Tuesday, April 10, 2007

CATHLEEN ROUNTREE—The Movie Lovers' Club

Roughly about a year ago I met Cathleen Rountree at the press conference for SFIFF49 where she approached me to enquire after my digital recorder. As a seasoned interviewer, Cathleen's cassette recorder was just about to give up the ghost and she was exploring options. I smiled about this when I spotted her across the room at this year's press conference.

Exploring options is a good way to describe Cathleen. It doesn't take long in her presence to recognize her independent, entrepreneurial spirit, her deep-seated interest in other people, and her enthusiastic curiosity in new ways of appreciating cinema. We had several interests in common, not the least being our passion for cinema coming out of Mexico, Central America and South America, which Cathleen frequently capsulizes for SFIFF's program catalogs (this year she whets appetites for Verónica Chen's Agua and Ricardo Elias' The 12 Labors). Further, we had both studied Jungian psychology, recognizing filmmakers as the new mythmakers if not the contemporary inflection of ancient shamans. As I was recovering from a series of hospitalizations and maneuvering the war zone of disability insurance carriers, Cathleen was kind in sympathizing with my approach towards movies as a means to mend and heal.

After one of last year's SFIFF press screenings we shared lunch in Japantown and Cathleen enthusiastically profiled her upcoming book—The Movie Lovers' Club: How To Start Your Own Film Group (2006, Inner Ocean Publishing)—and her negotiations with a web designer to build the book's companion site. I'm happy to report the book has done well, garnering praise far and wide; but, it's Hannah Eaves' write-up for Greencine that provides the best glimpse into the book's structure and objectives. Last year especially, with the San Francisco Film Society's promoted collaboration with Ironweed Films, models were being presented on new ways to share movies with others, in the face of dying movie theaters and declining box office. A night was selected for people all over the Bay Area to watch the same film at organized house parties.

Cathleen had already begun exploring such options in the late '90s and her book is no less prescient than its publication last Summer. Whether through "small house parties-cum-private screenings" via Ironweed or Film Movement, or whatever's risen to the top of your rental queues on Greencine or Netflix, whether you've raked it in at Virgin at one of their frequent $10 sales, or whether you're taking advantage of the new "screen scene" streaming video-on-demand fare from Greencine, Jaman, Firecracker, and countless others springing up seemingly every day, the bottom line remains that the essence of this so-called "social cinema" is its sociality and cinema's communal texture. Cathleen's ready for you, welcoming you at the front landing, offering food that will complement screenings, suggesting strategies on how to choose films, calendar films, let alone how to select members for ongoing or nascent groups so that discussion will illuminate and enrichen films, and inviting you back for the next grouping. Or as Cathleen quotes Pauline Kael: "Being able to talk about movies with someone—to share the giddy high excitement you feel—is enough for a friendship."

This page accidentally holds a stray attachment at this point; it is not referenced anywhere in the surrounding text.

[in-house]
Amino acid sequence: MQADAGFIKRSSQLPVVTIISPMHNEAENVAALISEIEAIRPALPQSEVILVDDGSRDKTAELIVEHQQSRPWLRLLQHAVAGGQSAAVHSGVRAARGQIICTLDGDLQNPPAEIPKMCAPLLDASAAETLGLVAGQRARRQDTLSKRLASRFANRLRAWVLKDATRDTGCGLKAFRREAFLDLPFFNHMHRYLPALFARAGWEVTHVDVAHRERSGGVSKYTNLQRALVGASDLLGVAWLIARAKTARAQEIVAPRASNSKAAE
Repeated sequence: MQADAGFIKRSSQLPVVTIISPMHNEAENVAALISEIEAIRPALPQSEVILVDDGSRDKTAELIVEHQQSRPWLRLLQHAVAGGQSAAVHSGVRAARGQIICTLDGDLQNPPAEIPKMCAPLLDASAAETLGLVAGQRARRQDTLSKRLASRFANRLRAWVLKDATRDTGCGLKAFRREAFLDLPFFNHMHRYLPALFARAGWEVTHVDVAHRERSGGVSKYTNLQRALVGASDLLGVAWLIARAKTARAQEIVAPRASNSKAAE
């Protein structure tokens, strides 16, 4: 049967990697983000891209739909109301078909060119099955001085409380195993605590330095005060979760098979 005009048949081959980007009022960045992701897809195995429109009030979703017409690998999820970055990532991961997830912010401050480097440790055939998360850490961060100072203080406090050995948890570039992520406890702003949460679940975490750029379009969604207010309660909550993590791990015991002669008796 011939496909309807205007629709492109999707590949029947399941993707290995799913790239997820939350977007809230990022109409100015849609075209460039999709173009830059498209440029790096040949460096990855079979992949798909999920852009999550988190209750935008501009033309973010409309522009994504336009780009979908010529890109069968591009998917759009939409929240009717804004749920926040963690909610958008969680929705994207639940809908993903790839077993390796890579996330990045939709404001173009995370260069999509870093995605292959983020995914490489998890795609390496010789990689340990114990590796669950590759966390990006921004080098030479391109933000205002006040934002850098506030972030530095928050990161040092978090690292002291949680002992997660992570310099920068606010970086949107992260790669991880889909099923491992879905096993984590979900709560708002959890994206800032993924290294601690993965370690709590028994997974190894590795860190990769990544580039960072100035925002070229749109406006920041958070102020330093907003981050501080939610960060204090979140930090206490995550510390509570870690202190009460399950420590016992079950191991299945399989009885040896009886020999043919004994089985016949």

Granted, film buffs in a regional hub like San Francisco might not feel any need to be advised on what to see nor where since we live in a virtual cornucopia of cinematic wealth with delicious eateries at every corner and a film festival at every weekend; but, even for us seasoned snobs, the book remains a perfect guide with its year-long suggestion of titles, its thematic groupings, and its intimate allegiance to the warp and woof of the seasons. I keep it by my bedside to dip in and out of as the whim fits. Sometimes I like to read the quotes. Sometimes I peruse trivia. Often the questions she poses for group discussion offer new perspectives and fresh insights even at a solitary reading.

But don't take my word for it. Negotiations with Cathleen's web designer produced a handsome and informative companion site for the volume that outlines the book's (and the site's) philosophy, an intimate bio of Cathleen, raves on the book, links to her reviews and published pieces in the Santa Cruz Sentinel, SF360, Release Print, and Jung Journal (previously The San Francisco Jung Institute Library Journal). She's building a respectable list of reviews and (my favorite!) previews and reports from various film festivals. Clearly Cathleen is a dedicated festival junkee, just like me. Don't miss her great interview with Eddie Muller from the recent Noir City.

Just to make it even easier for you, here are some of Cathleen's pieces for the Santa Cruz Sentinel. First her experience of last year's Sundance Film Festival; her Oscar prelude gleaned from her experience at this year's Palm Springs Film Festival; an entry celebrating Valentines shenanigans; and (as of this week) a piece on how movies are reviving the Atomic Age uneasiness about a bleak future.

Cross-published on Twitch.